The US Bureau of Safety and Environmental Enforcement released the results of its investigation of the October 28, 2020 incident when the Transocean Drillship Deepwater Asgard sustained major damage to various operational components while evacuating from an area impacted by Hurricane Zeta.
On Saturday, October 24, 2020, Tropical Disturbance #59 slowly approached the Gulf of Mexico from the Caribbean while the Deepwater Asgard drill crew was in the process of tripping drill pipe in the well to set a cement retainer.
The cement retainer was set at 26,200 feet to isolate high pressure zones in the wellbore. Once the retainer was cemented in place, the drill crew began to pull out of the hole (POOH) with the drill string.
While POOH, the drill crew experienced mechanical problems with the Iron Roughneck (IR), which breaks the connections on the drill string. The IR remained out of service for most of Sunday, October 25th, 2020 until repairs could be made.
In the meantime, Tropical Disturbance #59 developed into a weak Tropical Storm named Zeta and continued to move slowly toward the Gulf of Mexico.
Repairs were completed on the IR early Monday morning on October 26th, allowing the drill crew to finish POOH with the drill string. Once the procedure was completed, the drill crew was instructed to make up a drill bit on the bottom hole assembly (BHA) below the Retrievable Test Treat Squeeze packer (RTTS) and trip in the hole (TIH).
The RTTS was set at 6,585 feet and a successful positive and negative test were accomplished. On October 27th, Tropical Storm Zeta strengthened to a category 1 Hurricane and entered the Gulf of Mexico with the Asgard in its projected path.
The drill crew displaced the riser with seawater and pulled the RTTS running tool out of the hole to prepare to either disconnect from the wellhead or stay connected as the hurricane approached.
A conference call between BOE and Transocean was held, and Transocean elected to stay connected to the well because previous sister drillships in similar conditions (Category 1 Hurricane Conditions) rode out storms without issues. On October 28, 2020, Hurricane Zeta’s eyewall hit the Asgard, forcing it into the red watch circle.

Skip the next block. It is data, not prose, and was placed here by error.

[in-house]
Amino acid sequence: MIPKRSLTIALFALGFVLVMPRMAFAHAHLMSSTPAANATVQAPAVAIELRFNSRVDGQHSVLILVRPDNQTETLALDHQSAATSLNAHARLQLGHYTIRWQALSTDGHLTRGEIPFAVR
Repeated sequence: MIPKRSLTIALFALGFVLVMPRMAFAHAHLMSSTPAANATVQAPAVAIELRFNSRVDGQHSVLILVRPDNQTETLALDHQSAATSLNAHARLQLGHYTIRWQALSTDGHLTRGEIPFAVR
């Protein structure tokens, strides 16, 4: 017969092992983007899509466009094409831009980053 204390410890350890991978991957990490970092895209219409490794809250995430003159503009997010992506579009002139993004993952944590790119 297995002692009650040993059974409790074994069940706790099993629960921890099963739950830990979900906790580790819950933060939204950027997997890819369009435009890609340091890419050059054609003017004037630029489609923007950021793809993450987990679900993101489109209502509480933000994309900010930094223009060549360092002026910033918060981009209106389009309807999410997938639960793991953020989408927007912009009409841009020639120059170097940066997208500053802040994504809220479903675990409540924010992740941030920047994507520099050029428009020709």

At approximately 09:40 hours, with winds constant at 90 to 100 miles per hour (mph) and sea swells at 30 feet, the EDS was activated successfully and the LMRP cleared the Blow Out Preventers (BOPs) without issue. The derrick wind sensor recorded a peak wind gust of 152 miles per hour (mph) at 10:36 hours as the drillship moved in a Northwest direction after the EDS.
The marine riser was damaged when it hit the wave breaker in the moon pool and shortly thereafter the Asgard passed over a ridge of shallower water and the LMRP struck the seafloor, dragging it thru the mud. After traveling approximately 2.5 nautical miles, the Asgard began to maneuver back to the safe zone. The LMRP struck the seafloor for a second time before reaching its destination. Upon arrival, Transocean and BOE began accessing the damages to the drillship and its equipment.
Inaccurate weather forecast, the actual weather was worse than what was forecasted at the drillship’s location. The original forecast said the storm would pass to the east of the Asgard’s location and the storm would be a category 1 hurricane. Category 1 hurricane force winds range from 74 to 95 mph. The Asgard experienced strong category 1 to category 2 hurricane force winds and extremely rough sea states, with a peak wind gust equal to a category 4 hurricane.
Human error, the decision was made to stay latched up to the well and ride out the storm.